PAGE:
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Re: [Lambengolmor] 3rd person vs. personless vs. unsuffixed

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  • David Kiltz
    ... I think it is very relevant as we are dealing with two different entities. Clearly, they coincide in form (seemingly, I ll write more on that later) but
    Message 1 of 5 , Nov 2, 2003
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      On 02.11.2003, at 17:58, Pavel Iosad wrote:

      > Andreas Johansson wrote:
      >
      >> In regard to the "'controversy'" whether Sindarin verbs with no person
      >> marker present should better be called "3rd.sg." forms or "personless"
      >> forms, I'd like to question the relevance of both terms.
      > [...]

      I think it is very relevant as we are dealing with two different
      entities. Clearly, they coincide in form (seemingly, I'll write more on
      that later) but not in function. So, they should be called what they
      are according to their respective function in a sentence. Surely, it
      doesn't make sense to call _echant_ in "Im... echant" a 3rd sg.,
      because it isn't.

      > This is indeed a question of terminology. Personally, I'd
      > vote for 'unmarked' or '{un|under}specified'. It would mean that an
      > underspecified form such as _tôg_ or _echant_ will be interpreted as a
      > 3sg. form, unless there are indications of the contrary (i. e. an overt
      > non-3rd person pronoun). Carl's 'personless' runs along these lines,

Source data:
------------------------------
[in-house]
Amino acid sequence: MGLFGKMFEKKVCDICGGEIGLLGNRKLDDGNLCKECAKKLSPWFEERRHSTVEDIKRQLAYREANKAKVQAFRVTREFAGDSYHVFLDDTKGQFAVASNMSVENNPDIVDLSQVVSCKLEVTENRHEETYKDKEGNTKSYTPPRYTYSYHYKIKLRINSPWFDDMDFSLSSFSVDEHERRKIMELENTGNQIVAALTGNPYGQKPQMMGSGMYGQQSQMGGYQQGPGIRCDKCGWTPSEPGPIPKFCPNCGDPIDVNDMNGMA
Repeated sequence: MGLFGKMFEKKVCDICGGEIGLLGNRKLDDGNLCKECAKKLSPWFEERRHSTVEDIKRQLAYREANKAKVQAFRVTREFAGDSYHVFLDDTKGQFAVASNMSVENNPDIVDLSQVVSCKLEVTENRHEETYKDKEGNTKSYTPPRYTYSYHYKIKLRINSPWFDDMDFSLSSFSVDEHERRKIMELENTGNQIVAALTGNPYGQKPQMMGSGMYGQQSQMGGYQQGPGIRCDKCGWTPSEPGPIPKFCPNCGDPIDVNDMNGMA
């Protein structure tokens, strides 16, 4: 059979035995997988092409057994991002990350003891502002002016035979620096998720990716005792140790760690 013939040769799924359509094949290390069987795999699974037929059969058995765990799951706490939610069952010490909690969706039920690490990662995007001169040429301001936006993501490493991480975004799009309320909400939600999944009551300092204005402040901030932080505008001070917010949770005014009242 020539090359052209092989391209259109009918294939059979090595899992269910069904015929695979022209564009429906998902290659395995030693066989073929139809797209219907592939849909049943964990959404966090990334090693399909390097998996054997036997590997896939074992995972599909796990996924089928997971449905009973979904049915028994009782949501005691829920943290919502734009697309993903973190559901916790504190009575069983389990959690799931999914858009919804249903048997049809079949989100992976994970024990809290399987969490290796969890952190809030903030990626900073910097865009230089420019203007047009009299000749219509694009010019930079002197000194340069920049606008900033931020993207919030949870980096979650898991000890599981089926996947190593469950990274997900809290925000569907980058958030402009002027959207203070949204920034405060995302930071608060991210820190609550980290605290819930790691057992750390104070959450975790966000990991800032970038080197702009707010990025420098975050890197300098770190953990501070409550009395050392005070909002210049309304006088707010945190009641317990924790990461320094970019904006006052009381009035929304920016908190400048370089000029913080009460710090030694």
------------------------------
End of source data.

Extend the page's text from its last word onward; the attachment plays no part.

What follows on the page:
> but is somewhat confusing: 'personless' vs. 'impersonal'.

      I'd stick with 'personless' as the best term for reasons pretty much
      along the line with what Carl has said. 'Unmarked' doesn't seem to fit
      as it does not mean 'lacking a marker' but rather 'not unusual', 'not
      sticking out'. 'Underspecified' conveys (to me) the notion of 'lacking
      a substantial marker', which is not the case. 'Unspecified' doesn't
      work because the forms are specified, just not for person, hence
      'personless'.

      Lastly, 'impersonal' is indeed in use for similar forms but should be
      avoided because it is too ambiguous. In fact, it does not only refer to
      things like "it is raining" but also to French/German "on voit/man
      sieht", Spanish "se nota", Breton "greer", OldIndic "vidé" etc..

      David Kiltz
    • Andreas Johansson
      ... Indeed it does. (Standard disclaimer; in at least one moment in time, Tolkien appears to have envisioned Sindarin not to work like I assumed!) But as Im
      Message 2 of 5 , Nov 3, 2003
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        Quoting Pavel Iosad <edricson@...>:

        > Neither are overt pronouns and agreement markers in complementary
        > distribution in Sindarin: cf._le linnon im Tinúviel_ (IV:354). The
        > subject is not exactly 'prefixed', but this seems to present a
        > counterexample to Andreas' hypothesis.

        Indeed it does. (Standard disclaimer; in at least one moment in time, Tolkien
        appears to have envisioned Sindarin not to work like I assumed!)

        But as "Im ... echant" demonstrates, they're not simply obligatory agreement
        endings either.

        I did not actually suggest the forms be called "unsuffixed" - in the past
        tense, these verbs of course commonly display a _tense_ suffix - but "without
        a suffixed pronoun", which we would surely shorten as "pronounless" or some
        such. I still think this is an acceptable conclusion - Pavel's example may
        perhaps be interpreted as having a duplicated pronoun for emphasis - but if
        the choice is between "3rd sg" and "personless", I think the later is the less
        confusing option.

        Andreas
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